Matt Walsh says “Our kids don’t need gun control laws, they need fathers.” After the tragic shooting at a community college in Oregon last week, the hype in the media is about gun control and mental health. While both are important, Walsh points out a crucial area we are missing, which is the family.
Unfortunately, this is not the first school massacre where innocent people die, but gun control may not be the answer. Walsh writes, “Even if we could completely remove the pesky issue of constitutional liberties from the equation, even if it were possible to cure violence by getting rid of one particular type of weapon, even if we ignore the fact that the deadliest school attack in history happened 90 years ago and was carried out not with guns but with explosives, and even if we look past the studies showing that gun control laws are counterproductive, gun control would still be basically impossible.”
It’s easy to blame gun control laws. Even Ian Mercer, the Oregon gunman’s father, when caught off guard in an interview mentioned gun control. Walsh notes, “Still, I can’t help but note that Ian Mercer was interviewed from the home he didn’t share with his son. The shooter came from a divorced family. He lived with his mother. Same was true of Dylann Roof, who also slaughtered nine people. Same was true of Adam Lanza, who massacred 20 children a couple years ago. All came from broken homes. None was close with his father.”
So, what should we look to in the face of these atrocities? Walsh says we should look to the family, more specifically to the father.
“In all of these cases, the media and Obama — and this time even the perpetrator’s father — diligently counted how many guns the killers had in their homes but failed to notice how many parents they had in their homes. That seems like quite a detail to overlook. Before we wonder if a guy’s access to guns turned him into a murderer, you’d think we’d pause to reflect on whether his lack of access to his own father might have played a role.”
Walsh continues, “These mass killings happen with relative frequency, and they are usually not perpetrated by men who grew up in strong families with both biological parents present. Divorce and fatherlessness are the two elements that tie most of these cases together. No other factor — gun laws, politics, racism, etc. — comes close. Dylann Roof was a white guy killing black people, Vester Flanagan was a black guy killing white people. Their races were different, yet the one line that cut right through both of them was divorce. Even in cases where the killer’s parents are still married, a closer inspection will often reveal a home filled with instability and chaos.”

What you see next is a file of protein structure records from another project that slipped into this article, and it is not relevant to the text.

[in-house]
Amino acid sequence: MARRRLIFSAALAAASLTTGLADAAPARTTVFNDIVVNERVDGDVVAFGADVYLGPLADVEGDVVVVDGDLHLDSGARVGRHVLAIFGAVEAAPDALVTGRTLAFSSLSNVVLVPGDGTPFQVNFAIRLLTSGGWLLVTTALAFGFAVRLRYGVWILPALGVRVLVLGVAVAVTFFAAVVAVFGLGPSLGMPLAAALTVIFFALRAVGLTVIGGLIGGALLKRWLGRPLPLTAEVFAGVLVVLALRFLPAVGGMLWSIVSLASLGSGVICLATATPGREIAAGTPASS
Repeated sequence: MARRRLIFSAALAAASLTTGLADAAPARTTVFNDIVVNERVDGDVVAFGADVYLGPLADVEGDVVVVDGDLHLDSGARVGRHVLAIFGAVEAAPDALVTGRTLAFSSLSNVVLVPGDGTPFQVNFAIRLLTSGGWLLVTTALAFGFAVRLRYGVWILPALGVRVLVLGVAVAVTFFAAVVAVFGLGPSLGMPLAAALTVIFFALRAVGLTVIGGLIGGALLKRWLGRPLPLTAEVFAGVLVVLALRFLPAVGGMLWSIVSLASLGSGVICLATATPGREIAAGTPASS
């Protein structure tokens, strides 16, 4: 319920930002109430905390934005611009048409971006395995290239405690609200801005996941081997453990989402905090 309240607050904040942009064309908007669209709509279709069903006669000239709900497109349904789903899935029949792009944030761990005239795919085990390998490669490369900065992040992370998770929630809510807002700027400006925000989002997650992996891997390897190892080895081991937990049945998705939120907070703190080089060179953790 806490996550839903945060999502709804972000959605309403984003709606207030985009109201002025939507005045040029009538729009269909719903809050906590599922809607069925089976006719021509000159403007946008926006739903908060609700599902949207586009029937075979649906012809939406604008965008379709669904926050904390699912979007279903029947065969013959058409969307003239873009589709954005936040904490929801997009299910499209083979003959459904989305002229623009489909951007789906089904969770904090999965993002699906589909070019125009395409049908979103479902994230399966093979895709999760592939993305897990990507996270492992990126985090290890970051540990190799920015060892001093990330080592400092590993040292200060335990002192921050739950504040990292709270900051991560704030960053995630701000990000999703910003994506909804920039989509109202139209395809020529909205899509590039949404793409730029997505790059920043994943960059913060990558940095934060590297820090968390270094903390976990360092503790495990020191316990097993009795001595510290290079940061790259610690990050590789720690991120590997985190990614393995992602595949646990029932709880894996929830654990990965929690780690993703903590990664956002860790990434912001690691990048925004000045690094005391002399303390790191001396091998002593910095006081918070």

It’s not just violent acts that make the news that involve broken or divorced families. “The statistics across the board are staggering and conclusive: 90 percent of homeless kids are from fatherless homes; 63 percent of kids who commit suicide are from fatherless homes; 71 percent of high school dropouts are from fatherless homes. Children from fatherless homes are at a much greater risk of developing drug addictions and are four times as likely to be poor. Out of all the youths in prison, a full 85 percent are from fatherless homes. In the inner city where violence and drug abuse are rampant, four out of every five children are growing up without their biological fathers.
“You name the societal ill or problematic group — from violent boys to promiscuous girls to everything in between — and right there in the middle you’ll find broken homes, unstable families and absent fathers.”
The statistics are there, but we aren’t talking about the psychological benefits of two parents and a stable family life, specifically the nuclear family with a mom and a dad. Walsh says we often “ignore the family’s role in all of this because it hits, literally, too close to home. Some single mothers bizarrely see a discussion about fatherhood as an attack on them, and some men, especially divorced men, see the hand wringing over fatherlessness as an affront against them. Both groups make it impossible to have this conversation.”
Add to that strong beliefs many hold about the progressivism of the nuclear family and you have a sticky situation.
Walsh ends with this thought, “I don’t think all of our problems in society can be solved through stable families, but I do think that, if we want to address them, we should begin with the simple but hard things: staying married, raising our kids, being examples, instilling faith and values, teaching them how to be good people, etc. It’s not foolproof, but it’s a start.
We just have to be willing to do the work.”
What do you think about the father’s role in the family? Do we put too much pressure on one person? Do mothers have an equal influence on the home?
What do you think about the power of the nuclear family?